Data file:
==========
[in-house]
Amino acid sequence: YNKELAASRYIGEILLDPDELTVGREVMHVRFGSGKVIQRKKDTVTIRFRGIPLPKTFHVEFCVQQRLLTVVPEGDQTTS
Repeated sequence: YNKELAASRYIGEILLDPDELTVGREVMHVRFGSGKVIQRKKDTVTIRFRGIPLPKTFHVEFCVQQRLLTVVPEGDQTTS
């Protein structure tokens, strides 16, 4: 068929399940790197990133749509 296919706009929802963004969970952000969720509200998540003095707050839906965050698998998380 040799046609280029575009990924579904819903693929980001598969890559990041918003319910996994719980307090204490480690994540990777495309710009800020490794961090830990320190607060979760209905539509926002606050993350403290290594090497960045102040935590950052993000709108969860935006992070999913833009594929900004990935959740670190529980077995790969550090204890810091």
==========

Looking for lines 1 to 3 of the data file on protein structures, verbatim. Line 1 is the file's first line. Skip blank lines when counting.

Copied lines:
[in-house]
Amino acid sequence: YNKELAASRYIGEILLDPDELTVGREVMHVRFGSGKVIQRKKDTVTIRFRGIPLPKTFHVEFCVQQRLLTVVPEGDQTTS
Repeated sequence: YNKELAASRYIGEILLDPDELTVGREVMHVRFGSGKVIQRKKDTVTIRFRGIPLPKTFHVEFCVQQRLLTVVPEGDQTTS